Graham and Tui’s deep interest in the indigenous “God factor” they had observed in South Pacific cultures came slowly. Graham had noticed how the modern university culture intentionally sidelined and even aggressively opposed any recognition of God in the teaching of science. He could see that the evolutionary underpinnings for science that these academics insisted upon were nothing to do with operational science but were virtually a religious belief code.
“True science should examine all the evidence without a closed mind to the ‘God factor’,” Graham said. “The apostle Paul speaks about those who suppress the evidence about God even when the evidence is before them (Romans 1:18–19). In fact Paul demonstrated open mindedness by acknowledging the God factor in Greek culture (Acts 17:22–32).”
Graham and Tui were also influenced by Don Richardson’s landmark book Eternity in Their Hearts.3 “That book vividly outlined the ‘God factor’ in many diverse cultures,” Graham said, “preserving knowledge of the one true God and predating any missionary influence. It was out of these seeds that I started collecting the material that is now set out in my book Io Origins.” [available from CMI New Zealand web store]
The rich legacy of Maori folklore
Graham’s book has a strong appeal to Maori people. “Maori Christians long for accurate spiritual information about their past,” Graham said. “Evolutionary-based anthropology has had its own agenda and has actually suppressed the truth about the indigenous knowledge of the Almighty God—knowledge that is enshrined in their ancient beliefs about Io.”
Io Origins describes how this knowledge travelled with the first Maori immigrants from their previous home in Hawaii to New Zealand. Belief in the creator God, “Io”, was once pervasive in Hawaii and the society was peaceful and benevolent. Their tradition speaks of them travelling from the west and being known as the Menehune people.
This Hawaii culture was then overrun by enemies from Tahiti who installed their own bloodthirsty religion that elevated a cruel system of tapu (sacredness upheld by harsh penalties). Io priests were silenced by death or compelled to cease imparting Io knowledge.
Others fled from Hawaii carrying Io knowledge with them, some arriving in Aotearoa.4 Later immigrants did not carry Io knowledge, which is why some tribes in New Zealand have Io knowledge and others do not. At all times Io knowledge was tapu (sacred) and taught only to chiefs and tohunga (priests). That is why the early missionaries in both Hawaii and New Zealand were initially unaware of Io.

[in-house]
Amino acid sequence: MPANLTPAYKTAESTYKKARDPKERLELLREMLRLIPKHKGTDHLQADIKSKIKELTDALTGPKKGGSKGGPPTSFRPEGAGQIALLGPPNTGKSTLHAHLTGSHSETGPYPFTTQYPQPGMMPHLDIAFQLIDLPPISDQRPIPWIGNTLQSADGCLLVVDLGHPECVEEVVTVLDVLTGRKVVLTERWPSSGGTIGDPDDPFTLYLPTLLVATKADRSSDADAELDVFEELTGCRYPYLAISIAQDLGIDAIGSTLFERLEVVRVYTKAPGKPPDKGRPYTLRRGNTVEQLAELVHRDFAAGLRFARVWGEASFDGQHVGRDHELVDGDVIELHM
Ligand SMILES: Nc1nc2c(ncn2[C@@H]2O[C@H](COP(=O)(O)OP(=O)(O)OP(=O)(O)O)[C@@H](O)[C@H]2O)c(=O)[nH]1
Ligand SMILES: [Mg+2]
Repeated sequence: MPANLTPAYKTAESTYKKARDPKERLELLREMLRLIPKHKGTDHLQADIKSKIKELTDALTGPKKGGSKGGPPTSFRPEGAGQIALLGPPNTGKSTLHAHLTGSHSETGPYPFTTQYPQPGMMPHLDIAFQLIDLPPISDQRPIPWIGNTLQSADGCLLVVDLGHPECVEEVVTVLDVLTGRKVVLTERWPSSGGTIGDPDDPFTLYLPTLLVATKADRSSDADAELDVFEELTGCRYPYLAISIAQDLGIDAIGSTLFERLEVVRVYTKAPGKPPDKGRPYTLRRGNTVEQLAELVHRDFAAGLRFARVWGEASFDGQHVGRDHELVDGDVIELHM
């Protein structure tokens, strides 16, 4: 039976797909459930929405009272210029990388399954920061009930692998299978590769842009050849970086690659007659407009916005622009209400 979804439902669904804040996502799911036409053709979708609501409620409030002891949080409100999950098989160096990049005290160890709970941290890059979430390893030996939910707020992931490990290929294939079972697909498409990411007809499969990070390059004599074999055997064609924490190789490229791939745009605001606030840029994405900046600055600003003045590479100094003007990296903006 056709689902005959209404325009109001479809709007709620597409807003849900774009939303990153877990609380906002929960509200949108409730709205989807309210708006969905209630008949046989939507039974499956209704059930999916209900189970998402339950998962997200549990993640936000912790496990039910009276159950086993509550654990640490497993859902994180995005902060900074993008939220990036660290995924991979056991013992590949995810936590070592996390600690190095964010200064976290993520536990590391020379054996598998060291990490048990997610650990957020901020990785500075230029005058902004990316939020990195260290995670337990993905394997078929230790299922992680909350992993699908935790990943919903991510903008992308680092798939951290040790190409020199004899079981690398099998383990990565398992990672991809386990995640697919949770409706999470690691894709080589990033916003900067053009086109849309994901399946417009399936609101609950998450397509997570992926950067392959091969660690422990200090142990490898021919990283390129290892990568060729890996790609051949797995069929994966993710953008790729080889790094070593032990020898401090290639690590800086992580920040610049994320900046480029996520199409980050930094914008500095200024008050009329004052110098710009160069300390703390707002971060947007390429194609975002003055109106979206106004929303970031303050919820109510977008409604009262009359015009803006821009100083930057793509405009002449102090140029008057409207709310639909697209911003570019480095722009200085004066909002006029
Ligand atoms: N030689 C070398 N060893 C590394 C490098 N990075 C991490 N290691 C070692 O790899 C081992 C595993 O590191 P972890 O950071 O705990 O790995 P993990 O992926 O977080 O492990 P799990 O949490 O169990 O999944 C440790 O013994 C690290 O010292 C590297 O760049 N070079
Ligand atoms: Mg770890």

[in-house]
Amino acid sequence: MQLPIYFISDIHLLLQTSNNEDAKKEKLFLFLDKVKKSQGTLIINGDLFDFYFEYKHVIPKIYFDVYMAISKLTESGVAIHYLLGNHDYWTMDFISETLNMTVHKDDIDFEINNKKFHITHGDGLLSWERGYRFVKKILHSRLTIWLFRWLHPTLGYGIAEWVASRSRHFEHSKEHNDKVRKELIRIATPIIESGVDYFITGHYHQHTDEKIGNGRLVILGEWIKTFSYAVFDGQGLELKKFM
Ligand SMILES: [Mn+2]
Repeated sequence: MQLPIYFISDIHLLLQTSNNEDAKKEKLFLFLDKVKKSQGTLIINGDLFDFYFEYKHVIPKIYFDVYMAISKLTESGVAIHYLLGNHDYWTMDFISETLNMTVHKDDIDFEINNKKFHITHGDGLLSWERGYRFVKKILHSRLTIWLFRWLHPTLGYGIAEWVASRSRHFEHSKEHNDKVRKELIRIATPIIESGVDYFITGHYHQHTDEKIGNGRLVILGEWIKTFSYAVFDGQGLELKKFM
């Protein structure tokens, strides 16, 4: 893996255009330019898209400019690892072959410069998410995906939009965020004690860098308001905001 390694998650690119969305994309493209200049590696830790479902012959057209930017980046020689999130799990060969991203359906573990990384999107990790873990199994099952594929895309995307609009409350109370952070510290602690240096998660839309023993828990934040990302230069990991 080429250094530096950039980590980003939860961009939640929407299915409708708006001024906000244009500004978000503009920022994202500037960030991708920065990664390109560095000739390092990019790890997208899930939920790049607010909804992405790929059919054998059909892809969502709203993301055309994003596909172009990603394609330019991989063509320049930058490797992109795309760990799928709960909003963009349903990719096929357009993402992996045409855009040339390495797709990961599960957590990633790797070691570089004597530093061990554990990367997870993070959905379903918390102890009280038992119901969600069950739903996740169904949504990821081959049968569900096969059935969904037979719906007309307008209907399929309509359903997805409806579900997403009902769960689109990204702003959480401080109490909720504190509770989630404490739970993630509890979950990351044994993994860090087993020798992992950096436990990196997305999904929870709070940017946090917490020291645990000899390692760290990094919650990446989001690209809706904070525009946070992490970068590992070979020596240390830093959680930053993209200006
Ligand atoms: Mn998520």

In his book, Graham outlines some of the rich legacy of the traditional Maori names of the Almighty—names that are still in use after millennia of oral transmission. All the names are biblically sound. Graham has brought together traditions from both sides of the vast Pacific, New Zealand and Hawaii, and shows that the people who migrated from the Middle East carried accurate information about Almighty God, right around the globe.
Pathway of hope and change
For Graham, the information about Io provides an effective pathway to cultural evangelism to much of Polynesia. The knowledge of Io links directly to their own history yet it is biblically accurate. He wants to see it widely disseminated.
Graham and Tui have a deep love for the Maori people of New Zealand. They see the Maori as being under siege today from traditionalists who falsely suggest Christianity has robbed them of their culture, from modernists who deny the rich heritage of belief in Io, and from activists who are intent on using Maori culture as a weapon against Christianity.
Deeply concerned about the welfare of the people of New Zealand and the islands of the Pacific, Graham and Tui grieve over the way seminaries are churning out graduates without confidence in the inspired truth of Scripture. Their desire is for seminaries to reclaim their confidence in the historicity of the events of Genesis, events such as the global Flood and the Tower of Babel, which link so powerfully with Maori culture. And they expressed hope for uplift and change.
“We need reformers. We need uncompromising proclaimers of the good news of the Gospel. There are hopeful signs with some very able Maori pastors with sizable congregations. But our greatest need is for spiritual revival flowing from a confident proclamation of the Word of God, beginning in Genesis and turning the people back to the one true, Creator God—known traditionally in the Pacific region as Io.”
References and notes
- Kikawa D., Perpetuated in Righteousness from Hawaii, Kikawa, 1994. Return to text.
- “Kiwi” is the local term for a New Zealander. Return to text.
- Richardson D., Eternity in Their Hearts, Regal Books, California, 1984. Return to text.
- A Maori name for New Zealand, “The land of the long white cloud”. Return to text.